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Reading the riots: investigating newspaper discourse on French urban violence in 2005

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dc.contributor.advisor Chambers, Angela
dc.contributor.advisor Kelly-Holmes, Helen Costelloe, Laura 2014-01-14T20:05:20Z 2014-01-14T20:05:20Z 2013
dc.description peer-reviewed en_US
dc.description.abstract November 2005 saw a significant flashpoint in the long-running history of tensions between minority groups and those in power in France. Two teenagers, allegedly while hiding from the police, were accidently electrocuted in a Parisian sub-station. This incident was the catalyst for the spread of violent riots in communities across banlieues or urban French districts lasting for a number of weeks. Mindful of the printed news media as important sites of ideology production, this study contributes to a growing body of work on newspaper representations of the banlieues, with focus on the particularly traumatic events of November 2005. Recognising the active role of the media in constituting and shaping reality, my interest lies not merely in identifying instances of prejudicial discourse in French newspaper texts, but also in highlighting how largely covert ideological structures of power and dominance can be disguised in ostensibly neutral discourse. This study examines French newspaper representations of urban violence in 2005, combining a qualitative Critical Discourse Analytical methodology with a quantitative Corpus-Assisted Discourse Studies examination of a corpus of texts specifically created for the study. The project questions the discursive construction of the events of November 2005 and the associated individuals and groups. It shows how the scenes of violent rioting prompted media discussions pertaining to French national identity, and thus examines interpretations of French national identity that are implicit in news reporting on the riots. This research suggests that in its reaction to the challenging events of November 2005, the printed news media adopt strategies which ‘other’ immigrant minorities and those living in the banlieues. Residents of the banlieues are depicted as being outside the borders of the homogenously constructed French society. It is thus argued that newspaper discourse on incidents of urban violence in France in 2005 provides further evidence of how language can be used as a means of enacting and upholding social relations of dominance and discrimination. en_US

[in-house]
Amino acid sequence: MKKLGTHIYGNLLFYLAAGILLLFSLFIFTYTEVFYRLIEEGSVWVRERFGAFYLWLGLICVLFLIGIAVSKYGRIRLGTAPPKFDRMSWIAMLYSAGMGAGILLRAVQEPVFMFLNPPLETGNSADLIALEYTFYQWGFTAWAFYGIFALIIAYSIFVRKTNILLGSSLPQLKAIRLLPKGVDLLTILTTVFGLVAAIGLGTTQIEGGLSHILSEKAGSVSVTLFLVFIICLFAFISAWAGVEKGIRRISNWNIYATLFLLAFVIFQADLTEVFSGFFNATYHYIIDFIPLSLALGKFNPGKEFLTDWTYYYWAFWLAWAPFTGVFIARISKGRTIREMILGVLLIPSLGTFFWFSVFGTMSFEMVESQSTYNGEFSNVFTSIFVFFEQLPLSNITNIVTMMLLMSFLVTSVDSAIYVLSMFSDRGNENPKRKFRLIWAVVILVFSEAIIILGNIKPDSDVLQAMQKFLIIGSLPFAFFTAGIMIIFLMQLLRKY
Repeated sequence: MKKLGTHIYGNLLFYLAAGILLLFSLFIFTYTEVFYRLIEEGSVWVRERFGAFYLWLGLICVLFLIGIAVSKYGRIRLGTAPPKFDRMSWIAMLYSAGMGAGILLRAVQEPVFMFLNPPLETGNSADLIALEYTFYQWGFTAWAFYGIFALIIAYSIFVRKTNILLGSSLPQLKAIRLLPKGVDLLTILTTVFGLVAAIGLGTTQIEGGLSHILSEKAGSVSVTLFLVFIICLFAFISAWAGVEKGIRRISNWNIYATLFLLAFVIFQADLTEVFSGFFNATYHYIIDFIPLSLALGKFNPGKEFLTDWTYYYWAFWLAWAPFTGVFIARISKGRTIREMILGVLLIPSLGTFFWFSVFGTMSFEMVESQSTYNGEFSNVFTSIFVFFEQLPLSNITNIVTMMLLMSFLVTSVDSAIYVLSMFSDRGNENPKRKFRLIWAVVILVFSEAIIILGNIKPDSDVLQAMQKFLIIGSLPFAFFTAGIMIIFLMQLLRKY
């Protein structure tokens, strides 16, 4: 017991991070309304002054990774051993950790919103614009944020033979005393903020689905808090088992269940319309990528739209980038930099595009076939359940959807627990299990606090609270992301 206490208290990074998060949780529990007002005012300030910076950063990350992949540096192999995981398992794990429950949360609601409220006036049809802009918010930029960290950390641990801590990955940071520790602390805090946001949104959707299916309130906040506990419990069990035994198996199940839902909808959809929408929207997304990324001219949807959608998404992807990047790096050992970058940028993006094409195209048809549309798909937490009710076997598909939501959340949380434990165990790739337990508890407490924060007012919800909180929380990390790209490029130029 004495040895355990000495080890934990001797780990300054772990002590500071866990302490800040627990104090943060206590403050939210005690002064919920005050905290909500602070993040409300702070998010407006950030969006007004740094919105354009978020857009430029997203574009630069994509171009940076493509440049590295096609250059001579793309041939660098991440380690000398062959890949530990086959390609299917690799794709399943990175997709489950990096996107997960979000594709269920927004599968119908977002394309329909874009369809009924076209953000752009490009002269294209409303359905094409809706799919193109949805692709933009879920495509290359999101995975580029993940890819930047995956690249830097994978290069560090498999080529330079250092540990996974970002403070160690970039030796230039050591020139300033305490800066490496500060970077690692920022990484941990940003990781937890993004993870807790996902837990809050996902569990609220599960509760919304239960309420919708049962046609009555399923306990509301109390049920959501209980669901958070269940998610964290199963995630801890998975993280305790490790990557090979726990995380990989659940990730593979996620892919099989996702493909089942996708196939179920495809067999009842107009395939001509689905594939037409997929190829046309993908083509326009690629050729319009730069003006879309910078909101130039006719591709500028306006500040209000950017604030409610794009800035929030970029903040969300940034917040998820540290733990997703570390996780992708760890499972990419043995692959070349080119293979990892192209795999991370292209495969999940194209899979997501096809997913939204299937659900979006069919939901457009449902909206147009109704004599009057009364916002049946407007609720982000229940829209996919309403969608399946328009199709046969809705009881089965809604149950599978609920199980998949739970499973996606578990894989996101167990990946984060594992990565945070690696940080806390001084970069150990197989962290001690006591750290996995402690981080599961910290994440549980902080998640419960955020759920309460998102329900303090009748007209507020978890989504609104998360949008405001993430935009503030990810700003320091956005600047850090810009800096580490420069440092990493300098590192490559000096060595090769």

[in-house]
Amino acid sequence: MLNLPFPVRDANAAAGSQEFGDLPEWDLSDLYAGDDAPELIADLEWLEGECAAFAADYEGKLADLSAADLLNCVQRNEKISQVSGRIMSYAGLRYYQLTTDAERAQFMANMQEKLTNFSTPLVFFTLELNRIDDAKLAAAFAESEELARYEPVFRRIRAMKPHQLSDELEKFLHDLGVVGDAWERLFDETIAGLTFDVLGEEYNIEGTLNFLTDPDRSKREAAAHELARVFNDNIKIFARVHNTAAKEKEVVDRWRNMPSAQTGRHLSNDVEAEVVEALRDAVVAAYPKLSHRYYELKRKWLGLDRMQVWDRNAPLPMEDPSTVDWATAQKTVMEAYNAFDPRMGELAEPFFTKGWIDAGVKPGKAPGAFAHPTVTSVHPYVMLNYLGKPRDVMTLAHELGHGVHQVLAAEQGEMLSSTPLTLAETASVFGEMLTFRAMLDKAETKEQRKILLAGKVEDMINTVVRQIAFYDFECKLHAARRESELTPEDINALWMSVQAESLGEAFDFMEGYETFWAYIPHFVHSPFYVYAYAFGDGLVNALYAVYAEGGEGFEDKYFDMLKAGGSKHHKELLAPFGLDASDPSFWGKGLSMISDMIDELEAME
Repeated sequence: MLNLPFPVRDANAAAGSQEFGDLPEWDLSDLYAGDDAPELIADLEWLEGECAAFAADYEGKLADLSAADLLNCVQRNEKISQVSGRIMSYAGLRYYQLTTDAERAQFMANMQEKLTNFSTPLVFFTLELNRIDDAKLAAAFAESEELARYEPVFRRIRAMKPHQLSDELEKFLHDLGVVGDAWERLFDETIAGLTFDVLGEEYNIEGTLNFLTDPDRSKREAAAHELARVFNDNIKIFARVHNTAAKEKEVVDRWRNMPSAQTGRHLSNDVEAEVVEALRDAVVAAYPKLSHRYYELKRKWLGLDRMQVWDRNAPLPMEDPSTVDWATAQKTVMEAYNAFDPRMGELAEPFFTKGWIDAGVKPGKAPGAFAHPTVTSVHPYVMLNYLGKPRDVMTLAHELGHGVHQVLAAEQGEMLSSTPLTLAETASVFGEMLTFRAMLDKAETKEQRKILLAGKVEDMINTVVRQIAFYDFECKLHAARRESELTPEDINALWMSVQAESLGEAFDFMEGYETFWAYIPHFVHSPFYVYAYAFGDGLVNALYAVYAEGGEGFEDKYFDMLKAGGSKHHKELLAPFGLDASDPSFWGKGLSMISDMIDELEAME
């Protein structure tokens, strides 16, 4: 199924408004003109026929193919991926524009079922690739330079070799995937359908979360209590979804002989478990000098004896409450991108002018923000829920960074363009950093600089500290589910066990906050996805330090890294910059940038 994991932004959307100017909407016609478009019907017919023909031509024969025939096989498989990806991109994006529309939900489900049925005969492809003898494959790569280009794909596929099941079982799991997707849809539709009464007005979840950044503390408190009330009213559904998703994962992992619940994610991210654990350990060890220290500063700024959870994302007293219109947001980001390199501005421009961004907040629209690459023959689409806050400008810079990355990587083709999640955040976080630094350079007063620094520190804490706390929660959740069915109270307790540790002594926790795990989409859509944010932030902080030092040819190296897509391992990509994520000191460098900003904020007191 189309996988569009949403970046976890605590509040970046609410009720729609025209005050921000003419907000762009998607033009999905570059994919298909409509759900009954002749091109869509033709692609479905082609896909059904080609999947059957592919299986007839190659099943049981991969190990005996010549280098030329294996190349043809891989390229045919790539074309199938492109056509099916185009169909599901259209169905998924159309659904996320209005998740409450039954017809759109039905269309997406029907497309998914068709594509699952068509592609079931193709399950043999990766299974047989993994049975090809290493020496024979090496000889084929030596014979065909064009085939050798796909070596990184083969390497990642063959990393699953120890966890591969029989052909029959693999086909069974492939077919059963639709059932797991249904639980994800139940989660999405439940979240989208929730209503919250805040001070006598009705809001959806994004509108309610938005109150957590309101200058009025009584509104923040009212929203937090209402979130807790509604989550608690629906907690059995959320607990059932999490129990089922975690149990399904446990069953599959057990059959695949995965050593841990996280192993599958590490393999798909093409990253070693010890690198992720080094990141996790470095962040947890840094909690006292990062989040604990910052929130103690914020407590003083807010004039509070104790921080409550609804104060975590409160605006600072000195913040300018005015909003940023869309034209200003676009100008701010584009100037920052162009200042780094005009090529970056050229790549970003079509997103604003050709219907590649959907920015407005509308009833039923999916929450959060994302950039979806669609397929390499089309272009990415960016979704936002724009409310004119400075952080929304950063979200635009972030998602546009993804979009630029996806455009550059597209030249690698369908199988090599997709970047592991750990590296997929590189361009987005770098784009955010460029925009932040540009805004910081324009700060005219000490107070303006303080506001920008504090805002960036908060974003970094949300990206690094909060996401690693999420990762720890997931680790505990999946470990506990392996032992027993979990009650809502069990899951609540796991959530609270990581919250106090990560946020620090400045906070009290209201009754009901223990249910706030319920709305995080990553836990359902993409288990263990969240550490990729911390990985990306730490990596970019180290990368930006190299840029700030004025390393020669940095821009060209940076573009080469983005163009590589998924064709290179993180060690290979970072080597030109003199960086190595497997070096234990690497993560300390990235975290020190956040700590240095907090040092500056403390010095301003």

dc.language.iso eng en_US
dc.publisher University of Limerick en_US
dc.subject France en_US
dc.subject minority groups en_US
dc.subject riots en_US
dc.subject banlieues en_US
dc.title Reading the riots: investigating newspaper discourse on French urban violence in 2005 en_US
dc.type info:eu-repo/semantics/doctoralThesis en_US
dc.type.supercollection all_ul_research en_US
dc.type.supercollection ul_published_reviewed en_US
dc.type.supercollection ul_theses_dissertations en_US
dc.contributor.sponsor IRCHSS en_US
dc.contributor.sponsor Plassey Campus Centre en_US
dc.contributor.sponsor University of Limerick en_US
dc.rights.accessrights info:eu-repo/semantics/openAccess en_US

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